Dr. Olney discovered two studies showing brain tumors in rats and petitioned the FDA for a public hearing. Consumer Action for Improved Foods and Drugs, represented by Mr. Turner, also petitioned for a public hearing based on "the approval process having been founded on 'sloppy' science" and on the reports showing aspartame caused epileptic seizures in monkeys and damage to the human eye.

Dr. Olney had already demonstrated in laboratory studies that aspartic acid (forty percent aspartame) caused microscopic holes to form in the brains of rats after each feeding. Aspartame also includes fifty percent phenylalanine, which is proven to harm children with PKU and methyl (wood) alcohol, which is a carcinogen and extremely neurotoxic in large amounts.

Faced with this array of possible health dangers, the FDA granted the hearing requests. In lieu of withdrawing its aspartame approval, the agency requested that Searle refrain from marketing the sweetener until after completion of the hearing. It then proposed that a Public Board of Inquiry (PBOI) review the matter.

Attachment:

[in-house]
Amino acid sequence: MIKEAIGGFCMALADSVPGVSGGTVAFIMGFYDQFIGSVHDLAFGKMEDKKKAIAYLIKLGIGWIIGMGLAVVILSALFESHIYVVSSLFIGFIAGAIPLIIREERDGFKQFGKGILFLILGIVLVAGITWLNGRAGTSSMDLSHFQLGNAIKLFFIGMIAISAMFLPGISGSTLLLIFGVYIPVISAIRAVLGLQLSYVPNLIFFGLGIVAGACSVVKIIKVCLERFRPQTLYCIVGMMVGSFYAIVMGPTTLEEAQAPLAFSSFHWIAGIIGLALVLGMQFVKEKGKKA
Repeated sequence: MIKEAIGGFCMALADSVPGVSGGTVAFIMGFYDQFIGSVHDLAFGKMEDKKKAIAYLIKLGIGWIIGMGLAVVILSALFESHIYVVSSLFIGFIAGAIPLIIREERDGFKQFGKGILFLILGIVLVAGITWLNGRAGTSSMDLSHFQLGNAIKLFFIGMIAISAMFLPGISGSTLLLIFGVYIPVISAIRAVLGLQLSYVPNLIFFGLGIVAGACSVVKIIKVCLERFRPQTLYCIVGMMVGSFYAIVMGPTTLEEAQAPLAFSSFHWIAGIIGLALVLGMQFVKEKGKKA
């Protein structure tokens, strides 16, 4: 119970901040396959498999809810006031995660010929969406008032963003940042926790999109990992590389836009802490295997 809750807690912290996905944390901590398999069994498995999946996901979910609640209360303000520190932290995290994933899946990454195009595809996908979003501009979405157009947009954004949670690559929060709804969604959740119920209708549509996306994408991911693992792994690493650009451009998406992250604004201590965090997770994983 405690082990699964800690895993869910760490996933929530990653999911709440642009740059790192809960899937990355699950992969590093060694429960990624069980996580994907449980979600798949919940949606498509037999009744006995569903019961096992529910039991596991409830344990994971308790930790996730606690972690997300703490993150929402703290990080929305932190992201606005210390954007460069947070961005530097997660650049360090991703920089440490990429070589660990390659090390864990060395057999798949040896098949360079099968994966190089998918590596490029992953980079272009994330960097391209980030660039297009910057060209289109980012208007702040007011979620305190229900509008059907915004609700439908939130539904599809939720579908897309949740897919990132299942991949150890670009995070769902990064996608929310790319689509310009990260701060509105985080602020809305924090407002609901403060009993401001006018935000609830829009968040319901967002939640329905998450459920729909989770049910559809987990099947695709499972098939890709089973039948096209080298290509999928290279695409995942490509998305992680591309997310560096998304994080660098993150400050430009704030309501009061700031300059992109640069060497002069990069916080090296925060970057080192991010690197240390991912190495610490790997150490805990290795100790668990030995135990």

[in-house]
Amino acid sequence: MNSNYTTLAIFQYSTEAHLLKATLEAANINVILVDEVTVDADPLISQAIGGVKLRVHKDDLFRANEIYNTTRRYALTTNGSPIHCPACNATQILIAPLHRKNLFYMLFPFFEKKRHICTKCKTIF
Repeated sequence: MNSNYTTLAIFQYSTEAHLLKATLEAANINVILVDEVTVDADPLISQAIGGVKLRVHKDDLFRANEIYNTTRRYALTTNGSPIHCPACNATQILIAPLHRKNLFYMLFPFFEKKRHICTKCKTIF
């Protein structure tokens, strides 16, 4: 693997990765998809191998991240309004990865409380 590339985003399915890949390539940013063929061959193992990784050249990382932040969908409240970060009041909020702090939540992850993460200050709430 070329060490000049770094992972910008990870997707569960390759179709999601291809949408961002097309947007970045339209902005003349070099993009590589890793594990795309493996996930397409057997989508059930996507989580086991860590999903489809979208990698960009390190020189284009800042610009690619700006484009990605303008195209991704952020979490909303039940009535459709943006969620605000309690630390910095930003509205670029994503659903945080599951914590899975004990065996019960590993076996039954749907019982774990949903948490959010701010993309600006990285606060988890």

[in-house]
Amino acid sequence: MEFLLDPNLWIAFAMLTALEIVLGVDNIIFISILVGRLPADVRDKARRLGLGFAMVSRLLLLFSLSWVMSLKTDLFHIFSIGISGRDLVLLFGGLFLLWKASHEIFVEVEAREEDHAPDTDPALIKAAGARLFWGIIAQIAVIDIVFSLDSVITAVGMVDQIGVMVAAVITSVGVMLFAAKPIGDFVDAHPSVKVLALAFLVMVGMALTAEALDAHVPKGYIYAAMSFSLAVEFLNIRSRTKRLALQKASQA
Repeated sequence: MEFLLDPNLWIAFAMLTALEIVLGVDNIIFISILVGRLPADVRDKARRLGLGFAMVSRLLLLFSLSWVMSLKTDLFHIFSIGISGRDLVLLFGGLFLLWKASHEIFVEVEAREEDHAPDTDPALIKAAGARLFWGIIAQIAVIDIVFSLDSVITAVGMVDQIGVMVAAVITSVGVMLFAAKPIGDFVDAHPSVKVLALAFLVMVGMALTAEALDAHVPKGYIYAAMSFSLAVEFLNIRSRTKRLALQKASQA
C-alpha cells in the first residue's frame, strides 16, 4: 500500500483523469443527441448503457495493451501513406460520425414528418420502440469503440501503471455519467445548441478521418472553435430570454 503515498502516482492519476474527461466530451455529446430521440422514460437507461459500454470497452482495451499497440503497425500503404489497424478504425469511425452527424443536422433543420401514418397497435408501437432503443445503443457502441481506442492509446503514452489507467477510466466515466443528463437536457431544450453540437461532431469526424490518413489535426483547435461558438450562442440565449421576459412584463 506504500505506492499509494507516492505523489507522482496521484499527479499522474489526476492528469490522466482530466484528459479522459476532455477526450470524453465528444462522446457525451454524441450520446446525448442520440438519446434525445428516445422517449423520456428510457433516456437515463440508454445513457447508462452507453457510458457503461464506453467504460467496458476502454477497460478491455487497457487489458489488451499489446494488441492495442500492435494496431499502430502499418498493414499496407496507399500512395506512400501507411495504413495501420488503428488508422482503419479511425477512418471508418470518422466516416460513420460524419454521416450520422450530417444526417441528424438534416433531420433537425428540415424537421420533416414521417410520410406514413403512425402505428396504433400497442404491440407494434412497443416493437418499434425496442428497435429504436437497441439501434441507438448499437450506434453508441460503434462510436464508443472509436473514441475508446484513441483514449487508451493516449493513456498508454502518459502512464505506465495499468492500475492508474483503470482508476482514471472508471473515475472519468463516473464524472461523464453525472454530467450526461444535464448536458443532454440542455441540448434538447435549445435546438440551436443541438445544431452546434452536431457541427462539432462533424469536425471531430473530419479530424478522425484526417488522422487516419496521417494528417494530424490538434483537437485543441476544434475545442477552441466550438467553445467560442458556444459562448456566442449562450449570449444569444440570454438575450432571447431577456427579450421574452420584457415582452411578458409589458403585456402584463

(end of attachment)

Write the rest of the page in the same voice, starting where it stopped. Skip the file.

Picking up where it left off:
In July of 1975, as the FDA prepared for the PBOI review, an FDA inspector conducted a routine inspection of Searle's Skokie, Illinois testing facility and found many "deviations" from proper procedure protocols. This report led the FDA commissioner, at the time, to create a Special Commissioner's Task Force to review Searle's laboratories.

In December of that year, the Task Force reported serious problems with Searle's research on a wide range of products, including aspartame. It found 11 other pivotal studies conducted in a manner so flawed that it raised more doubts concerning aspartame's safety and created the possibility of serious criminal liability for G.D. Searle. The FDA then delayed aspartame's approval.   It also contracted, over serious internal objection from several FDA representatives, a group of university pathologists (at Searle's expense) to review most of the studies and a task force was eventually set up to review three selected studies. The U.S. Attorney for Chicago requested a grand jury review of a 1960's monkey seizure study.